Posters, Prints and the Art of Michael Bedard
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The Art of Michael Bedard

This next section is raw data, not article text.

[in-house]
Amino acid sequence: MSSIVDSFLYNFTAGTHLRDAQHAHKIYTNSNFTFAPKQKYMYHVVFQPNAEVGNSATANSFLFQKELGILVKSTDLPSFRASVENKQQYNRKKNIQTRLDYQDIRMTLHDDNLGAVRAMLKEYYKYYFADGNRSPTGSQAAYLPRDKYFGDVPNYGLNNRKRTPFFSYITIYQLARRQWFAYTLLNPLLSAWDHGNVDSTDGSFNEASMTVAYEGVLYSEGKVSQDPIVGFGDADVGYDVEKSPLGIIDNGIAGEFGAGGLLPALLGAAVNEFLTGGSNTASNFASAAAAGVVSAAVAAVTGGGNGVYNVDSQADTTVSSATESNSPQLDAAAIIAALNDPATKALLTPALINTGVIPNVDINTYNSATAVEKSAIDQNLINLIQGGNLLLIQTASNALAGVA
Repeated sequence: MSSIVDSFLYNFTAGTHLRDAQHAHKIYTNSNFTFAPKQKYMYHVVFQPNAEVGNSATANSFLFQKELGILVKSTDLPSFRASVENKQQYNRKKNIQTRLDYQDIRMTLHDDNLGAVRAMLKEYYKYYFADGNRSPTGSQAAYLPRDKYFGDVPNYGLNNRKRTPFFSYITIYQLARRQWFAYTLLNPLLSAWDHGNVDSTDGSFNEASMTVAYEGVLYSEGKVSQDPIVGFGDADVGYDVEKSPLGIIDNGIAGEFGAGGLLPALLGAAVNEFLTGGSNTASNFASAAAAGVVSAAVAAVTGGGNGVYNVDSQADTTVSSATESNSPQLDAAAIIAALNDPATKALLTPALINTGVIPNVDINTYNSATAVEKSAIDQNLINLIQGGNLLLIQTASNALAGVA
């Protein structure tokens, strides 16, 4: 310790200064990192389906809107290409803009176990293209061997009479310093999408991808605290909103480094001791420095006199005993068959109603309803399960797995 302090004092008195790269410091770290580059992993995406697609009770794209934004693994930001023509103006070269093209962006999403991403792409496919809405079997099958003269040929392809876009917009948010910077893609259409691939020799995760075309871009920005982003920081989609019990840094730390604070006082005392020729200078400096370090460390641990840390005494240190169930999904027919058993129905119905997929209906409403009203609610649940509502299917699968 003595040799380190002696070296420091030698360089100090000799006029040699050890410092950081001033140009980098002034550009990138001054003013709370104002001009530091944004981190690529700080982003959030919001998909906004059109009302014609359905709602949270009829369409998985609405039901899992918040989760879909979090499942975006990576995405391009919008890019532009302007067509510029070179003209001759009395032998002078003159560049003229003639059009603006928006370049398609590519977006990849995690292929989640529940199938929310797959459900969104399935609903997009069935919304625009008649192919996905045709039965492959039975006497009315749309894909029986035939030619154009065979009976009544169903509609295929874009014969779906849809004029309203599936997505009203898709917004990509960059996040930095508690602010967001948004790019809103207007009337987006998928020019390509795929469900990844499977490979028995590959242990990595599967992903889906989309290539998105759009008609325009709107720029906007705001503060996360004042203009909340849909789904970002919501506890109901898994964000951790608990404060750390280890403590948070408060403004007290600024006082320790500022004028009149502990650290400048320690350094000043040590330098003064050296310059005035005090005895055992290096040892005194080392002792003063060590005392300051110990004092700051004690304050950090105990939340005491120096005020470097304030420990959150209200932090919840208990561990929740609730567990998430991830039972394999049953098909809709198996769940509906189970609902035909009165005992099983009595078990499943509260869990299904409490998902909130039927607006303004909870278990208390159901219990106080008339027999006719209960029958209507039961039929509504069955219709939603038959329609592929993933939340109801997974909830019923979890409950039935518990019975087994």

Josie BissettCart & Checkout | Help | Order Status | Shop Home | Holiday Gifting & ShippingVictoria FoytAugust 04, 2004 - Sitting Ducks is a syndicated, CG-animated cartoon that's spun off from a clever painting by Michael Bedard from more than thirty years ago, titled, what else, Sitting Duck. Michael expanded his world of the Sitting Ducks in later artwork, which was then expanded further in the computer-animated series. After more than three decades after the origin's debut, we're getting the world of Sitting Ducks in a dry and uncreative Game Boy Advance game. Oh, it looks and sounds like a solid GBA title, but the actual game design -- a series of fetch quests -- is incredibly redundant, bland, repetitive just no fun at all.FeaturesThree playable charactersAdventure and racing modes20 levelsPassword saveSitting Ducks is, basically, one incredibly boring game with very little to do. Nearly every level involves players wandering around the town collecting something before the time runs out. The intention is, apparently, to challenge gamers into collecting as many of the coins as possible to keep the clock running, but since the level designers lay out a path of coins from start to finish, it's more of a do it task than a see if you can do it challenge. Oh, the designers try and throw in a few hitches with manholes to accidentally fall through, or traffic to run into. Difficult, not really. Outright tedious? Absolutely. The variety comes from the different playable characters, but the action never seems to change when the player's controlling a duck or the enormous alligator: collect coins, keys, and other objects. Wash, rinse, repeat.In an attempt to hide the tedium, the designers throw in a scooter race option in each of the game's levels. These challenges are clearly thrown in, because the vehicle controls are awkward due to the few frames of animation given to their rotation, and the quirky behavior of the opponents' AI routines. And without any link cable support in Sitting Ducks, these races become just as unexciting as the game's adventure mode.The Game Boy Advance version of Sitting Ducks was handled by LSP in Europe. The studio has put together some decent GBA product in the past (most recently CT Special Forces 2: Back in the Trenches), but the studio must have put its B team on Sitting Ducks because this handheld game doesn't give us quite the same quality of gaming as what they've given us in portable product before. The game looks competent with better than average art and animation that's based on the CG cartoon, though the game definitely lacks any graphical flair. The music and sounds, also based on the 'toon, aren't nearly as charming to hear as the graphics are to see.Closing CommentsCorrect me if I'm wrong, but games are supposed to be fun, right? To give you some enjoyment out of playing the game. That never seems to happen in Sitting Ducks. Of all the things you have to collect in this game, what the designers really needed was a fun power-up. I definitely don't think this is what Michael Bedard had in mind for his characters when he first created the Sitting Duck portrait those many years ago.-- Craig HarrisLook for similar items by category:Da VinciDisneyKlimtMonetVan GoghDaliKandinskyPicassoWarholMatisseMiroRothkoLichtensteinCasaroDe Lempicka Ver másEstilosKünstlerBedard MichaelTitelA Stranger in ParadiseRubrikMotiv - ComicGröße (cm)60 x 100Versandfertigin 24 StundenArtikelnr.2400257Preis (CHF)82,49Albert Einstein Posters & Art Prints, pg 1Sitting DucksOther products by HIP InteractiveMichael Bedard, the eldest of five children was born, on June 26, 1949. He was raised and educated in Toronto where still lives. As a child he spent much of his time reading comic books and exploring neighborhood in which he lived. He says that he never thought about being a writer as a child; he was content with just being a kid. His desire to become a writer took root around the age of seventeen when he discovered poetry and began writing. His first ventures into writing showed him the joy in the texture and taste of words. (Writing Stories, Making Pictures, 21)Bedard received his Bachelors of Arts in English Literature and Philosophy from the University of Toronto. After graduating, he worked as a librarian, then, as a pressman in a print shop. He continued writing poetry and began writing professionally in the 1970's. His first book was published by the printshop where he was working. Bedard worked closely with all aspects of the book's publication. In 1983, Bedard decided to focus on his writing full-time. He has written both picture books and novels for young adults.Today he writes nearly everyday for about four or five hours, depending on his level of inspiration. He begins writing around ten in the morning after his children have gone to school and the dishes have been washed. Superstitious about his writing, Bedard follows a strict routine. He says he is unable to write if the dishes are not washed. He always works downstairs with the door closed. He insists on the completion of these rituals in order to retain his muse. When beginning a story Bedard is careful not to over-analyze his work or ideas lest he chase away his inspiration before the story has a chance to develop. Given these somewhat mystical origins it seems appropriate that magic plays such an important role in Bedard's work.While listening to instrumental music, Bedard writes his first drafts and brainstorms in longhand in notebooks. He pretend[s] that [he is] not really writing so that the words will get by the guards at the gate. (Writing Stories, Making Pictures, 22) His concepts begin as images, feeding off each other as they multiply in his mind and link together to form the details of the plot. For several months he works on different scenarios and develops the characters. When he begins to gain a clear picture of what he is going to be writing, he says that, If the story feels right it will have the distinctive quality of a dream. After this initial process Bedard works on a typewriter.The influence of literature on Bedard's writing can be seen in Redwork and his other novels. Bedard regards the poetry of William Blake, which he synthesizes into the plot of Redwork, as a powerful influence on both his life and writing since he was a teenager. Bedard's keen interest in magic and Blakean mysticism create interesting backdrops and plotlines for his novels. His dense narrative style is a challenging read as he explores human relationships, magic and literature in all his novels. Bedard also claims children and their sense of amazement at the world as a great inspiration. Having grown up in a large family and raising four children of his own, Bedard has learned a great deal about the symbiotic relationship between the old and the young.Click here to view Michael's bibliography and a list of other awards he has won.Click here to view a list of articles and links on Michael Bedard and RedworkYou know someone, who would like this picture, too? Then send him a card.Sheet Music Instruction and ResourceA lavish array of fresh fruit direct from the grower awaits with our Fruit of the Month Club. Enjoy five pounds of two different selections of the finest hand picked, mouth-watering fruit delivered each month to all our lucky Fruit of the Month Club members.The Flower Gift Clubchoral, pop, christmas, songs, show, choir, musicHome Search ResultsDVDsAstronomy (99)Jamie Lynn SiglerColumbia ReportA reproduction of the official accident investigation report into the loss of the space shuttle Columbia and its crew of seven.U.S. STOREU.K. & WORLDWIDE STOREartExpression L.L.C.1027 Bel Marin Keys Blvd.Novato, California 94949, United States : 415-883-1830 : 415-883-8817Order : 1- -398-4335Revised October 19, 2004. 1998 - 2004 artExpression L.L.C.Legal and Privacy Policy